Scanning Film

I’m sitting at the dining room table with my film scanner attached to my laptop. I’m using VueScan from Hamrick software to scan in some negatives. There is something about the slow process of film that is very reflective and analytical. I’m taking this chance to record the process I use when working with film.

Firstly, the scanner I use has a frame that is designed to hold a strip of 6 negatives or another frame that holds 4 slides. When I get the film developed I just get them to develop and cut. This is the cheapest option as it just involves bathing the film in the appropriate chemicals, cutting and packaging it. The biggest advantage to getting it cut is that the developed film is delivered to me in a flat envelope. This means the film has spent a bit of time being flat which makes it easier to load into the flat frame of the scanner. When I’ve had uncut film, it is transported in a roll which makes loading the frame notoriously fiddly.

Loading the frame gets easier the more you do it. I’ve found that just handling the film by the edges with cleans hands means I keep it looking pristine. If I need to move the film in the frame a little, I use a micro-fibre cloth to grab the film with. Once the film is positioned correctly in the frame I use a blower to shift any dust then I load the frame into the scanner.

I use VueScan to drive the scanner. I’ve tried various other tools but I’ve stuck with VueScan as it gives me the best results with this scanner. The biggest bonus with VueScan is that it knows how to drive the scanner directly, so there is no driver hell. Now that I’ve managed to get my head around VueScan’s settings I can achieve the best result every time.

Here are the important VueScan settings I use when scanning various types of film:

Negative Colour
Input Tab:
  • Media: Colour negative
  • Bits per pixel: 48 bit RGB – this gives VueScan the best amount of latitude to play with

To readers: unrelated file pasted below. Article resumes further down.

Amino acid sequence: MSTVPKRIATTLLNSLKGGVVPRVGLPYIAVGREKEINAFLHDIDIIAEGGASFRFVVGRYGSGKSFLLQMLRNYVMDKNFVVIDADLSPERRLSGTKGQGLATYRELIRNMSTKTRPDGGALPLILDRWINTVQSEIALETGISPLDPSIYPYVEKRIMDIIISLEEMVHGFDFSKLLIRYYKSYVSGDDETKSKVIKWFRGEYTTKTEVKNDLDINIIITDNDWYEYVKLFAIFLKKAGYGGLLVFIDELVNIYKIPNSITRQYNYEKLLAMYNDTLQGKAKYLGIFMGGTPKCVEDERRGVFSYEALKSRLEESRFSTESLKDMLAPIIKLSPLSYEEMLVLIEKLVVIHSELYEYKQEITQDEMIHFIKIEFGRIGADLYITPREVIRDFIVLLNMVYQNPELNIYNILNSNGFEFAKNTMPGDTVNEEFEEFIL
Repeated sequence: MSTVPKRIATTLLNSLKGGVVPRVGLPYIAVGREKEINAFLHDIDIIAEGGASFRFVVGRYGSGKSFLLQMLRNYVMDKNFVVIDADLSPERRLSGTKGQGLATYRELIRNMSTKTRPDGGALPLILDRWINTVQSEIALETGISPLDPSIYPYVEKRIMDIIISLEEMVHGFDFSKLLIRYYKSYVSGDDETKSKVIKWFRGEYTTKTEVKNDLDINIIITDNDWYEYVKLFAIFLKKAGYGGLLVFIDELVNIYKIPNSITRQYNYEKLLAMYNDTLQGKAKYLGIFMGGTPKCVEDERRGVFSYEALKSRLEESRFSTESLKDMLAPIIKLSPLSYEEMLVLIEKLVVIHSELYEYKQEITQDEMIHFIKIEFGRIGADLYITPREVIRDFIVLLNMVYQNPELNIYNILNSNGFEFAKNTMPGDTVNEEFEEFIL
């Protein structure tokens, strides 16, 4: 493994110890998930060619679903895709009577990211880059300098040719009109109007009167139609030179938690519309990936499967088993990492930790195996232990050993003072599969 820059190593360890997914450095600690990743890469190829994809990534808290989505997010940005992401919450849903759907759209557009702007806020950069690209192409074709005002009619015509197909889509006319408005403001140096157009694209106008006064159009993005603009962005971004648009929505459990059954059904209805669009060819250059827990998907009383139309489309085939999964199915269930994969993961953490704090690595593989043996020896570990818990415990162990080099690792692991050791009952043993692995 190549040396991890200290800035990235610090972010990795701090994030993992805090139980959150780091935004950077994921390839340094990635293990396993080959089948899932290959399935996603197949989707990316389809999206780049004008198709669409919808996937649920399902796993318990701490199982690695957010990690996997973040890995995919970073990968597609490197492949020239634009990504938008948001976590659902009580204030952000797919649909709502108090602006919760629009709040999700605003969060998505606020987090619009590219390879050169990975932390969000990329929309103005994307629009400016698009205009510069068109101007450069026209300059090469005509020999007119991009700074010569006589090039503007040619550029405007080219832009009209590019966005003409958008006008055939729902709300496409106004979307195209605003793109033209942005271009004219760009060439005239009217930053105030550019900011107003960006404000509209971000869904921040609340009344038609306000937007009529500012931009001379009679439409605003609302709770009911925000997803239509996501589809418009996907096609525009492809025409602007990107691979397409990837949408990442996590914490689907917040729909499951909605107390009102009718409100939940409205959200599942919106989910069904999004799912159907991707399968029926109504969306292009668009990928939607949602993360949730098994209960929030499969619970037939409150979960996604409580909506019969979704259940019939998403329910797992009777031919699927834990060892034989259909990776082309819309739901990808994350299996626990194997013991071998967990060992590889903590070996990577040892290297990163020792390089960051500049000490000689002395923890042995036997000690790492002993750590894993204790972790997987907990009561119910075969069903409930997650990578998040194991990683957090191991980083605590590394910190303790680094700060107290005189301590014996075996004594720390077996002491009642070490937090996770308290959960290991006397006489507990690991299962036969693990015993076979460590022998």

• Scan resolution: 4000 dpi – this is the highest resolution of my scanner
  • Auto focus: always
  • Number of passes: 1
Crop Tab:
  • Crop size: Maximum – I prefer to save to cropping decision till later
Filter Tab:
  • Infrared clean: Light
  • Restore colours: No
  • Restore fading: No
  • Grain reduction: Light
  • Sharpen: No
Colour tab:
  • Colour balancer: Auto levels
  • Negative vendor/brand/type: I set these values to compensate for negative film’s orange colour cast
  • Output colour space: sRGB
Output Tab:
  • JPEG file: Yes
  • JPEG size reduction: 1
  • JPEG quality: 100
Black and White
Input Tab:
  • Media: B/W negative
  • Bits per pixel: 48 bit RGB – this gives VueScan the best amount of latitude to play with
  • Scan resolution: 4000 dpi – this is the highest resolution of my scanner
  • Auto focus: always
  • Number of passes: 1
Crop Tab:
  • Crop size: Maximum – I prefer to save to cropping decision till later
Filter Tab:
  • Infrared clean: None
  • Restore colours: No
  • Restore fading: No
  • Grain reduction: Light
  • Sharpen: No
Colour tab:
  • Colour balancer: Auto levels
  • Negative vendor/brand/type: Generic – this is to let the film’s character come through
  • Output colour space: sRGB
Output Tab:
  • JPEG file: Yes
  • JPEG size reduction: 1
  • JPEG quality: 100
Colour Slide
Input Tab:
  • Media: Slide film
  • Bits per pixel: 16 bit Gray – this gives VueScan the best amount of latitude to play with
  • Make gray from: Green – since green is the most likely to carry the best detail
  • Scan resolution: 4000 dpi – this is the highest resolution of my scanner
  • Auto focus: always
  • Number of passes: 1
Crop Tab:
  • Crop size: Maximum – I prefer to save to cropping decision till later
Filter Tab:
  • Infrared clean: None
  • Restore colours: No
  • Restore fading: No
  • Grain reduction: None
  • Sharpen: No
Colour tab:
  • Colour balancer: Auto levels
  • B/W vendor/brand/type: Generic – this is to let the film’s character come through
  • Output colour space: sRGB
Output Tab:
  • JPEG file: Yes
  • JPEG size reduction: 1
  • JPEG quality: 100
  • JPEG black/white: Yes

I use JPEG over 16bit TIFF as I’ve found that when VueScan does it’s automatic processing it pulls out as much contrast as is possible. The extra depth gained by TIFF files has minimal effect, so I’d rather save disk space than store detail I don’t require.

This is my recipe for consistently getting the best out of slide scanning. If you have any other hints or tips, feel free to comment below.

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